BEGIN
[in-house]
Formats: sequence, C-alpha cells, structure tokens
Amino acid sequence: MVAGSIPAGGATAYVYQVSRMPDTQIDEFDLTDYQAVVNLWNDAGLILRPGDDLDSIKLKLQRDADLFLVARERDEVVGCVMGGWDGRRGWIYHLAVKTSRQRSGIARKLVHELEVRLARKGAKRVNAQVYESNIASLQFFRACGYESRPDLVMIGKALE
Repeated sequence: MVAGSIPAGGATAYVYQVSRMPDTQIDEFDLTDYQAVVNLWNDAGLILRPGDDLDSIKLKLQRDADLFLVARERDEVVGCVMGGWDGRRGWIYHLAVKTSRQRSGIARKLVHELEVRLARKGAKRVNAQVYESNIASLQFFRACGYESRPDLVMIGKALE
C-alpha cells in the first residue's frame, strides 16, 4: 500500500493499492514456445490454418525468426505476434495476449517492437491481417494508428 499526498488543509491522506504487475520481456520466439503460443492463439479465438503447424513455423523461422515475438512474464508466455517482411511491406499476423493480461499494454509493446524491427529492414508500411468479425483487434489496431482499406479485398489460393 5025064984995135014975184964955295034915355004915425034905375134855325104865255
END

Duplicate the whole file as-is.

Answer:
[in-house]
Formats: sequence, C-alpha cells, structure tokens
Amino acid sequence: MVAGSIPAGGATAYVYQVSRMPDTQIDEFDLTDYQAVVNLWNDAGLILRPGDDLDSIKLKLQRDADLFLVARERDEVVGCVMGGWDGRRGWIYHLAVKTSRQRSGIARKLVHELEVRLARKGAKRVNAQVYESNIASLQFFRACGYESRPDLVMIGKALE
Repeated sequence: MVAGSIPAGGATAYVYQVSRMPDTQIDEFDLTDYQAVVNLWNDAGLILRPGDDLDSIKLKLQRDADLFLVARERDEVVGCVMGGWDGRRGWIYHLAVKTSRQRSGIARKLVHELEVRLARKGAKRVNAQVYESNIASLQFFRACGYESRPDLVMIGKALE
C-alpha cells in the first residue's frame, strides 16, 4: 500500500493499492514456445490454418525468426505476434495476449517492437491481417494508428 499526498488543509491522506504487475520481456520466439503460443492463439479465438503447424513455423523461422515475438512474464508466455517482411511491406499476423493480461499494454509493446524491427529492414508500411468479425483487434489496431482499406479485398489460393 5025064984995135014975184964955295034915355004915425034905375134855325104865255